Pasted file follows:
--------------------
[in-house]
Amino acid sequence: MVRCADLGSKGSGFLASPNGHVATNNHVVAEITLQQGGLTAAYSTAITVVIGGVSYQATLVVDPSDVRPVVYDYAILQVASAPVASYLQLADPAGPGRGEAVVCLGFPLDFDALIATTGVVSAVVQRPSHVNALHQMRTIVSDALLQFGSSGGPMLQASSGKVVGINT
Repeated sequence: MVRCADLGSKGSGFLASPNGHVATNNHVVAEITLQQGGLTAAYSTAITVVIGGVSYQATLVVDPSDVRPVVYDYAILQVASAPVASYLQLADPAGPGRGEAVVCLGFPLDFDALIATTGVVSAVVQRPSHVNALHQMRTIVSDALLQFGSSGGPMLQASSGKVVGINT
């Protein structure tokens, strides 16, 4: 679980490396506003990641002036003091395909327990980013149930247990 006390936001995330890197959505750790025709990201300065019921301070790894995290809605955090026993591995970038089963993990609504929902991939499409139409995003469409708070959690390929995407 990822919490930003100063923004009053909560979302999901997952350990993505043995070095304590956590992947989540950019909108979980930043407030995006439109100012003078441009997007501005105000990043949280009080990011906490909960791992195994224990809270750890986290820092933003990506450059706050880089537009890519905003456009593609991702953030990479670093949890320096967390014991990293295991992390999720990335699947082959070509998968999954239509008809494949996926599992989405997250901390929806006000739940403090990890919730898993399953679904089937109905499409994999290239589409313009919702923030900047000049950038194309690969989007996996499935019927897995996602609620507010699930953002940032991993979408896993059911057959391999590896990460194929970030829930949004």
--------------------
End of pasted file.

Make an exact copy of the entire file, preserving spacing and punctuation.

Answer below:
[in-house]
Amino acid sequence: MVRCADLGSKGSGFLASPNGHVATNNHVVAEITLQQGGLTAAYSTAITVVIGGVSYQATLVVDPSDVRPVVYDYAILQVASAPVASYLQLADPAGPGRGEAVVCLGFPLDFDALIATTGVVSAVVQRPSHVNALHQMRTIVSDALLQFGSSGGPMLQASSGKVVGINT
Repeated sequence: MVRCADLGSKGSGFLASPNGHVATNNHVVAEITLQQGGLTAAYSTAITVVIGGVSYQATLVVDPSDVRPVVYDYAILQVASAPVASYLQLADPAGPGRGEAVVCLGFPLDFDALIATTGVVSAVVQRPSHVNALHQMRTIVSDALLQFGSSGGPMLQASSGKVVGINT
């Protein structure tokens, strides 16, 4: 679980490396506003990641002036003091395909327990980013149930247990 006390936001995330890197959505750790025709990201300065019921301070790894995290809605955090026993591995970038089963993990609504929902991939499409139409995003469409708070959690390929995407 990822919490930003100063923004009053909560979302999901997952350990993505043995070095304590956590992947989540950019909108979980930043407030995006439109100012003078441009997007501005105000990043949280009080990011906490909960791992195994224990809270750890986290820092933003990506450059706050880089537009890519905003456009593609991702953030990479670093949890320096967390014991990293295991992390999720990335699947082959070509998968999954239509008809494949996926599992989405997250901390929806006000739940403090990890919730898993399953679904089937109905499409994999290239589409313009919702923030900047000049950038194309690969989007996996499935019927897995996602609620507010699930953002940032991993979408896993059911057959391999590896990460194929970030829930949004």